143. No Second Chances

Instructors
Tom Haines

The best thing about personal minimums is that they remove subjectivity. This removes the temptation to “just take a look” or “try it once more.” But what happens when that absolute is challenged by something you never expected—and maybe shouldn’t even count? Is that a valid reason to make an exception?

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139. Which Heading Out of Harvey?

Instructors
Katrina Linder

Instrument training under sunny skies with a hood just isn’t the same as real IMC. You finally have a day that’s perfect for practice, but first you and your student must get into the system from a small, uncontrolled field. The ODP makes that connection—until your clearance throws the need for it in doubt.

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136. Looking for a Bright Idea

Instructors
Tom Haines

Some failures seem so unlikely there’s no need to prepare for them. That’s fine … until they do happen. Now you’ll have to choose between powering back in hopes of better weather, trusting your memory and knowledge of systems, or trusting a technique you haven’t practiced since instrument training—if you even practiced it at all.

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134. Making It Up at Macon

Instructors
John Krug

Every airport with a published instrument approach has been surveyed for an instrument departure. One might assume that means entering the clouds after takeoff is a viable option. What will you do when you discover the published departure for IFR requires visual conditions far better than the current cloud decks?

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130. Dataless Over the Dakotas

Instructors
Tom Haines

It was a sound plan: Use your onboard datalink to avoid the widely scattered thunderstorms embedded in the clouds. But now that a dead FIS-B receiver has torpedoed that idea and stopping could mean a day on the ground. Do you struggle on top, scud run down low, or put all your faith in ATC?

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128. A Handheld Approach

Instructors
Wally Moran

You understand that single-engine flight in the clouds requires some tolerance of risk. You only have one engine, one vacuum pump, and one alternator. That last liability is why you have some handheld navigation. So after a complete electrical failure in IMC, what combination of the iPad GPS and handheld NAV/COM will get you on […]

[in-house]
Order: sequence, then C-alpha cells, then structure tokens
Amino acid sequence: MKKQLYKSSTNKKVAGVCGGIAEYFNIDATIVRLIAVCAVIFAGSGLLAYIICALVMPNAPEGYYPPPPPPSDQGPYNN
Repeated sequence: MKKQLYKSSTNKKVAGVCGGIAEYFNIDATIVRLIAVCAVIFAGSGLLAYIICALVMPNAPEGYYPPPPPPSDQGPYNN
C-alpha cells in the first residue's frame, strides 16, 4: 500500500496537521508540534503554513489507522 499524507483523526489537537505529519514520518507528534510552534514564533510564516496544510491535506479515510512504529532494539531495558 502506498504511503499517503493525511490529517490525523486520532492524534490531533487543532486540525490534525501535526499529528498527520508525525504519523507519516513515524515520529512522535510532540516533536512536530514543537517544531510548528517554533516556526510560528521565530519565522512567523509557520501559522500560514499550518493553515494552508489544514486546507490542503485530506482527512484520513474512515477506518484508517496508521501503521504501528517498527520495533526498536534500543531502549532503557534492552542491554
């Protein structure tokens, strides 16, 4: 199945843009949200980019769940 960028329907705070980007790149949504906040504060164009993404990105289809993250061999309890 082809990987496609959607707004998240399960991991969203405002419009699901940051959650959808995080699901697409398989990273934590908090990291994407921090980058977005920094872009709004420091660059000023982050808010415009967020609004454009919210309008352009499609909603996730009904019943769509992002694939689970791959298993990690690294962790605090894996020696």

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127. The Walls Around Berlin

Instructors
Doug Stewart

We trust our lives to the instrument procedures created by the experts in Oklahoma City. Life is better with technology that automatically downloads new procedures as they’re published. But what do you do when an updated procedure doesn’t look quite right—and you need it to safely navigate around the rocks you can’t see?

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122. The Day ATC Went Zero

Instructors
John Krug

Instrument pilots train for all sorts of failures: communication, navigation, instrumentation, and even propulsion. But what about a failure of the entire ATC system for your sector? It doesn’t matter how cutting edge your navigation equipment might be if air traffic rules from 1951 keep you flying in circles unable to reach your destination.

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120. Rapid Return in Portland

Instructors
Ryan Koch

Whenever you depart into low IMC, you load the approach coming back in case you need a hasty return. Is a partial engine failure the time to execute that plan? Or is it so urgent, you need to reverse course and land against traffic? The plane has a parachute as well, but that presents its […]

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112. Controller Conundrum

Instructors
John Krug

This month, the roles are reversed and you’re a controller trying to help a pilot in need. The pilot’s plight puts you in the hot seat, where you see several options—none of which are found anywhere in the controller’s manual. Do you play by the book, or give the pilot what he really needs?

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109. Evasive Action in Norfolk

Instructors
Doug Stewart

You’re flying the last approach of a three-day intensive IFR training program. The workload has been high, but the results are great. You’re practically one with your airplane. When you break out and see the runway is dead ahead, you cancel IFR—and a moment later must make a split-second decision to avoid disaster.

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102. Bump in the Lights

Instructors
Wally Moran

Low IFR conditions just over the mountains tempts two pilots with perfect conditions to practice IFR. It all goes as planned until one surprise event creates a cascade of consequences. Which devil would you choose if forced to weigh multiple benefits that come with multiple drawbacks? There are no easy choices, and none come for […]

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